on them. Info from: Dallman, W. K. (ed.),
1999, Lithostratigraphic Lexicon of Svalbard, Norsk Polarinstitutt.
- Rate of movement on the San Andreas fault. Volcanic units of identical age, 23.5 million years,
and chemistry are separated by 315 km along the San Andreas fault.
Assuming they were once part of the same volcanic construct that
come up along the fault, what is there rate of separation in
cms/yr. Along another stretch of the San Andreas a stream channel
was offset 250 m from 5,900 to 3,900 years ago. What is the offset
rate? Info from: Mathews, V., 1976, Correlation
of Pinnacles and Neenach Volcanic formations and their bearing
on San Andreas Fault problem: AAPG Bulletin, v. 60. Keller, E.
A. & Pinter, N., 1996, Active Tectonics, Prentice Hall, p.
- Rate of sedimentation in Ridge Basin,
next to the San Andreas. In Late Miocene
to Pleistocene, some 10 million years, has a structural sediment thickness
of 4000 meters. What was the rate of subsidence in cm/yr. Info from: Crowell, J. C., 1984, Origin of Late Cenozoic
Basins in Southern California; in Sylvester, A. G., Wrench Fault
Tectonics; AAPG Reprint Series # 28.
- Speleothem growth from Northern Oman. Using U-Th techniques layers were date in speleothems.
The purpose was to also look at the oxygen-18 isotope values
and pull out a paleoclimate record, but it also allows computation
of how fast speleothems grow (longer term average). In 9,700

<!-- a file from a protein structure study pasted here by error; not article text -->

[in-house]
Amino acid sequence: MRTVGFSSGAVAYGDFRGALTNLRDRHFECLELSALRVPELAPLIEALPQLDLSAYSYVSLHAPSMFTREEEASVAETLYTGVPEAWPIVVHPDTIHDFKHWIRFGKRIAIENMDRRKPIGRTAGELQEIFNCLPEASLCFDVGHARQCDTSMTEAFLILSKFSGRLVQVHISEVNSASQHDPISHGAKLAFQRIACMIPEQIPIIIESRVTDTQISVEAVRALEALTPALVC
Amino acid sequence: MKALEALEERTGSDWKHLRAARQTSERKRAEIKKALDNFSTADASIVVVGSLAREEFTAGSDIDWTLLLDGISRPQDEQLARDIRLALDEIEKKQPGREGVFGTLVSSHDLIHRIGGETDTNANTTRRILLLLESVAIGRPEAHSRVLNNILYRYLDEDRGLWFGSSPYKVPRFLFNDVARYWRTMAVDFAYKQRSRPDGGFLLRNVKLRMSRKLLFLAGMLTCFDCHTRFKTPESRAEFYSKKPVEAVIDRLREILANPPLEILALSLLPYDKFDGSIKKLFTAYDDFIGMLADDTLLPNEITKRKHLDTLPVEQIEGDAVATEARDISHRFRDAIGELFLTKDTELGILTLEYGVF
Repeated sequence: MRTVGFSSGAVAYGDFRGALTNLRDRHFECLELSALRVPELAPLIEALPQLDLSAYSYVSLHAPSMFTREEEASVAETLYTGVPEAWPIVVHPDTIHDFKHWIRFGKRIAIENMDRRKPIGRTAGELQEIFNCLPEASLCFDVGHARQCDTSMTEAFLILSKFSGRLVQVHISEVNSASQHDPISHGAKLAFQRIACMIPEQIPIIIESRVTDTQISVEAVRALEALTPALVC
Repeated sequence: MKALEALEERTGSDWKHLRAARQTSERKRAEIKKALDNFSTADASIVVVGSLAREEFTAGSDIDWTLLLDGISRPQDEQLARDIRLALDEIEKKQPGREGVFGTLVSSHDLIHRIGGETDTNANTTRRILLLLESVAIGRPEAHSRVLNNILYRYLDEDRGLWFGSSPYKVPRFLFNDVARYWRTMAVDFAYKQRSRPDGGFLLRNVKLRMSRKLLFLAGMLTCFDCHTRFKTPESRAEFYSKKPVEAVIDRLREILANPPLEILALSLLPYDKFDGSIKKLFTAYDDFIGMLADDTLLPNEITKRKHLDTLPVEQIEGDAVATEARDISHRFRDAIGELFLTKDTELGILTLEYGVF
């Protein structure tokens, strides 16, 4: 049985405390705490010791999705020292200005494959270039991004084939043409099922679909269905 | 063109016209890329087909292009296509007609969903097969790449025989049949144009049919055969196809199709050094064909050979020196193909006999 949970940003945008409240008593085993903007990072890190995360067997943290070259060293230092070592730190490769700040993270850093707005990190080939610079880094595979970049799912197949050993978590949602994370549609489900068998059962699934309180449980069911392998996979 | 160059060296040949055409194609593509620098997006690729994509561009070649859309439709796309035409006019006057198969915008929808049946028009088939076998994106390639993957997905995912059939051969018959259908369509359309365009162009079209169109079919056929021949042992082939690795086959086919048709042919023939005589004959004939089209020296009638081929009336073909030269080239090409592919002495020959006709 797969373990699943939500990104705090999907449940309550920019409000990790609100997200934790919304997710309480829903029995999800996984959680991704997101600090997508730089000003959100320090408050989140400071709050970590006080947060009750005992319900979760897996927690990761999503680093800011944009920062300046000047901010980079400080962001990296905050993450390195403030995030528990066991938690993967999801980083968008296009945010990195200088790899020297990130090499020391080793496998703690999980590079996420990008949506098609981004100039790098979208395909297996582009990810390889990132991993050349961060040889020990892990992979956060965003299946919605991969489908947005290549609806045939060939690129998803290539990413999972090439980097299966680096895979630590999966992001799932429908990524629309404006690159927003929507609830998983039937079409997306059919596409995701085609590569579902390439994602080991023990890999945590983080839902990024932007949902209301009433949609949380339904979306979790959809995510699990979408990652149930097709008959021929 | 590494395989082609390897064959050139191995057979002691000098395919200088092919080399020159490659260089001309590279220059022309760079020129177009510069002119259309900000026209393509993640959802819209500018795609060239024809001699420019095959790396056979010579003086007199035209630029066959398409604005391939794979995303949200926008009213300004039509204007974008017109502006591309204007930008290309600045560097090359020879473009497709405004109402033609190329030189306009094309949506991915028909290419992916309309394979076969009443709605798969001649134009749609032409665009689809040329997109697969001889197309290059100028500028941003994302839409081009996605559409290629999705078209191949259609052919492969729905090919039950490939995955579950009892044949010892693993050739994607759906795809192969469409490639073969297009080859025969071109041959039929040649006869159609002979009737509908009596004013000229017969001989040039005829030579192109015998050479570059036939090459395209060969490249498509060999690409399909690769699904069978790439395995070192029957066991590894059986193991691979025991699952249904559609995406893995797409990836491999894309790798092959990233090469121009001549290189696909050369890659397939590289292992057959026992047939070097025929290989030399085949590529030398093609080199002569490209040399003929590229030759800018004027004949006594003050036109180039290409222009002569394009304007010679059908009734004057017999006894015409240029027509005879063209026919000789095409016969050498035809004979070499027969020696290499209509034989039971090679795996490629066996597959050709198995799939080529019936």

years some 320 mm of material was added to one stalagmite, and
in 101,000 years some 2,200 mm were added. Calculate the rate
of speleothem growth in mm/yr. Info from
Burns, S. J., Matter, A., Frank, N., Mangini, A., 1998, Speleothem-based
paleoclimate record from northern Oman; Geology, 26, 499-502.
- Beach ridges on Spitsbergen, glacioisostatic
rebound: On Kong Karls Land raised
beaches about 10,000 years old are now at 130 m elevation above
sea level. Another beach some 6500 years old in central Spitsbergen
is at an elevation of 11 m above sea level. Calculate the rate
of relative uplift in cms/yr. Info from:
Hjelle, A., 1993, Geology of Svalbard, Norsk Polarinstitutt,
Oslo, Norway, 163 p..
This is a
photograph of the Festningen section area along the west coast
Spitsbergen. Note the modern beach deposits and bench in lower
right. Several geologists are standing on an old marine platform
with beach deposits. Above them is yet another. Altogether there
may be 5 distinct paleoshorelines preserved here. These are from
glacio-isostatic rebound, or the uplift of the crust after ice
has been removed by melting processes. Organic matter (e.g. driftwood,
whale bones) that is found in the beach deposits can be dated
and from this information a history of uplift obtained.
- Glacial surge movement, Usherbreen, Svalbard: In 1978-1980 (3 years) the glacier front moved forward
300 m. In 1985 it had surged a total of 1.5 km. Calculate glacier